Warning: This story contains major spoilers for “BMF” Season 2, Episode 10, titled “New Beginnings.”
Seduction was the leading theme of “BMF” Season 2, but showrunner Heather Zuhlke and the rest of the creative team are ready to up the ante and take the show “out of this world.”
As the former “50 Boyz” end their season, brothers Meech (Demetrius Flenory Jr.) and Terry Flenory (Da’Vinchi) end the latest chapter with the hopes of expanding their drug business to Atlanta. Now that they have a new Colombian connect and a friend in the club business down South, Meech sets out on the road to Atlanta and Terry is left to defend Detroit.
Fans went on a journey with the Flenory family as temptations continued to pull each member in different directions. Consumed by their desires for forbidden fruit, the Flenory men explored their relationships with other outlets. The family patriarch, Charles (Russel Hornsby) begins to engage in an affair with their neighbor Mabel Jones while Terry finds himself in a love triangle with LaWanda (Sydney Mitchell) and Markeisha (Lala Anthony).
It all comes to a head in the Season 2 finale, as Charles and Lucille question whether or not they should stay together in light of Charles’ infidelity. In the next moment, Markeisha and LaWanda have an anticlimactic confrontation at the hair show after Terry announces his decision to take things to the next level with Markeisha, despite LaWanda being pregnant with their second child together.
As for the fate of Lamar (Eric Kofi-Abrefa), Zuhlke isn’t giving any hints as to what may come of the wildcard. After spending much of the season humanizing the man behind the madness by showing viewers a glimpse into what Lamar loves most, Zuhlke and the rest of the writers made an interesting choice to take those same loves out of the equation entirely. When he learned of Monique’s (Kash Doll) scheme to kill him, Lamar was left with no choice but to resort back to his wild nature.
But when Meech learns that Lamar killed Monique, he decides to handle it in a more inventive way, forcibly rendering Lamar incapacitated with a crack addiction that should keep him out of their business.
Ahead of the Season 2 finale, Zuhlke spoke with Variety about the season’s escalations.
What can we expect going into Season 3?
What you’re going to see is the fallout and somatically all of our characters are in a season of reinvention across the board – Charles, Lucille, Meech, Terry, Bryant (Steve Harris) and Jin. There’s consequences to all these things. So you’re going to see all of that dramatized moving forward.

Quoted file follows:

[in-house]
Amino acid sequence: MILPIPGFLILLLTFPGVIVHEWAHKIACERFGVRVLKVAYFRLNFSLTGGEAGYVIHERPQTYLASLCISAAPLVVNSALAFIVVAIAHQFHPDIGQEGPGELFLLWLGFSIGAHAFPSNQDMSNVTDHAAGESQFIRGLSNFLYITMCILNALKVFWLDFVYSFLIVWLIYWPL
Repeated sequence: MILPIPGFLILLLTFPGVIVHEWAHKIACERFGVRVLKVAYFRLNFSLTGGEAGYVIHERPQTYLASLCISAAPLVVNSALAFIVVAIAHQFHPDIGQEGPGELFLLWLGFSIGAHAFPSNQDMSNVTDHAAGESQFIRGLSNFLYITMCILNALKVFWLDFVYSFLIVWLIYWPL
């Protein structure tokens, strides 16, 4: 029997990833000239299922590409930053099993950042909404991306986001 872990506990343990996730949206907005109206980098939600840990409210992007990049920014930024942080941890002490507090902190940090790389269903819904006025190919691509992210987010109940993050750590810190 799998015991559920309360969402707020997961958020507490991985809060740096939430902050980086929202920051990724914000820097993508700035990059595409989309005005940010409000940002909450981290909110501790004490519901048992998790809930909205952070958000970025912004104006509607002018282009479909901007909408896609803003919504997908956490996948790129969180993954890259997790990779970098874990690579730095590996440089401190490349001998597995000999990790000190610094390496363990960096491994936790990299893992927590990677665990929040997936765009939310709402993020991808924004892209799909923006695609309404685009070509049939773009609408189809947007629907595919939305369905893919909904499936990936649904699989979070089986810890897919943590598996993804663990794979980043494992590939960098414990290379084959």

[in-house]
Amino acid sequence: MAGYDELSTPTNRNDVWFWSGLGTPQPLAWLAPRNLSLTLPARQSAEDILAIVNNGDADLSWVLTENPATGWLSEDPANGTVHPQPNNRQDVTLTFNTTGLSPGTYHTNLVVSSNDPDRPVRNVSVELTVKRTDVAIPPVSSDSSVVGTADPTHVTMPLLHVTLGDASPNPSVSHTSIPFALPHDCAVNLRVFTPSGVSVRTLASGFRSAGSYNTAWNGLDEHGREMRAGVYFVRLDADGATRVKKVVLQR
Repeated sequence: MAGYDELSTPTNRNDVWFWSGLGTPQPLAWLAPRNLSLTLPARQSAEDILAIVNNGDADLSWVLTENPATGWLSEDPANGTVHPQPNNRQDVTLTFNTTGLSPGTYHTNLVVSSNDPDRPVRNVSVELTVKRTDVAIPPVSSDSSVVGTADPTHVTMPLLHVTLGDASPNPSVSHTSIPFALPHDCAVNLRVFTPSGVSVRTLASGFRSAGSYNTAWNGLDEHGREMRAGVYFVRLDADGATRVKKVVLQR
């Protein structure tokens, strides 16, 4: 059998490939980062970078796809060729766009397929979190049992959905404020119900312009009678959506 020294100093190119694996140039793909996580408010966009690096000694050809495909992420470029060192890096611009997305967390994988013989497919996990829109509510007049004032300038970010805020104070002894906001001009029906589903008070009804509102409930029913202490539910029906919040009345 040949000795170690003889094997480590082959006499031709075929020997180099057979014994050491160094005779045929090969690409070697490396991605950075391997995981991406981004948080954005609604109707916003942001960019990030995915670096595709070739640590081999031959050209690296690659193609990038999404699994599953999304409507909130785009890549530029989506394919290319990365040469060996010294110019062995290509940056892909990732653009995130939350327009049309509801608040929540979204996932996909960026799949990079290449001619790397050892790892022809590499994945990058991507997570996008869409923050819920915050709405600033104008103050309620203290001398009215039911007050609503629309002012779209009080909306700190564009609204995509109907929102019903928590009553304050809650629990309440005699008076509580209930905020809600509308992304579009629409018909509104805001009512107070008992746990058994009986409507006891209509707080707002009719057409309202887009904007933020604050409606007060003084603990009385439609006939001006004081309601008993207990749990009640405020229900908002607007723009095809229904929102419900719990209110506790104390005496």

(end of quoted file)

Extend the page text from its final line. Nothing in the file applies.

You mentioned in our last conversation at another theme that you are looking to explore is addiction. How does that play out?
It’s a very universal theme too with addiction because everyone has a different bias. It can come in the form of a person, an object, a substance, a lifestyle.
What does this look like for Lamar? What does his future look like?
That’s definitely a spoiler that I don’t want to speak to.
When we opened up this season, Lamar comes back after we thought he was gone. We’ve seen him grow as a character and really up the crazy.
One of our writers, Mike Lee, had said, when you know who a character loves and what they love, it helps an audience to root for that person. We really loved Lamar, this whole arc and the introduction of his dog too. We know how much he loves Monique And Zoe. The introduction of his dog was just another added layer to humanize his choices and for our audience to sympathize with him.
It’s interesting that you gave us all of these added layers to Lamar, only for it to be taken away with Monique’s death and the loss of his dog. What went into that decision?
Monique was his Achilles heel, but he’s also very smart and was able to figure out that he was being used and trapped.
What do the viewership numbers that we’ve seen with Season 2 signify for you going into this next season?
I honestly don’t have any final numbers from the network. W had a huge premiere. There was just the baseline of 4.1 million, but that didn’t include all the streaming so I don’t have those numbers yet. But what I do know is everyone loves this story. The world was waiting for Season 2 very patiently. The docuseries was just a great lead in for us. People got to see the real story and then they also get to see our dramatized version that we get to do as a writers room. So, it’s just very humbling. We have a huge hit. Randy Huggins created a hit TV show set in his hometown, and I think it’s just been very moving to see the audience response — all the reenactments, the Yelp reviews that are being left at the Easy Rest Motel. We’re really impacting the culture.